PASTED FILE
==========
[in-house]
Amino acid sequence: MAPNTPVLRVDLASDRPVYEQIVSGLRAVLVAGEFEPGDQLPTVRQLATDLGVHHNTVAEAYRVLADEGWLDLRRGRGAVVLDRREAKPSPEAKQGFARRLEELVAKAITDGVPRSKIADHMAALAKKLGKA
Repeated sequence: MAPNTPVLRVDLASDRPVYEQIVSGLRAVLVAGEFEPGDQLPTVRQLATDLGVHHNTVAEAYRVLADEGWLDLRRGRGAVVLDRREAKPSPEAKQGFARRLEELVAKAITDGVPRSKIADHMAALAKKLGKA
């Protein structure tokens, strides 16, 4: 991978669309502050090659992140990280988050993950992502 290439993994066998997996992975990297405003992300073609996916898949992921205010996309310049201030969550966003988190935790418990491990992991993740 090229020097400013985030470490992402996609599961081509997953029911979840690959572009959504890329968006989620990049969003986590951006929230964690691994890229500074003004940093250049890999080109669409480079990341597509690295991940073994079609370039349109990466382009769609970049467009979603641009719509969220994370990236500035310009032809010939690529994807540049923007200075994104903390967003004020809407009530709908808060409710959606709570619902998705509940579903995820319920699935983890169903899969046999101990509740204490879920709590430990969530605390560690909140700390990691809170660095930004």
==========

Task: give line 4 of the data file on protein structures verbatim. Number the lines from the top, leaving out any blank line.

């Protein structure tokens, strides 16, 4: 991978669309502050090659992140990280988050993950992502 290439993994066998997996992975990297405003992300073609996916898949992921205010996309310049201030969550966003988190935790418990491990992991993740 090229020097400013985030470490992402996609599961081509997953029911979840690959572009959504890329968006989620990049969003986590951006929230964690691994890229500074003004940093250049890999080109669409480079990341597509690295991940073994079609370039349109990466382009769609970049467009979603641009719509969220994370990236500035310009032809010939690529994807540049923007200075994104903390967003004020809407009530709908808060409710959606709570619902998705509940579903995820319920699935983890169903899969046999101990509740204490879920709590430990969530605390560690909140700390990691809170660095930004």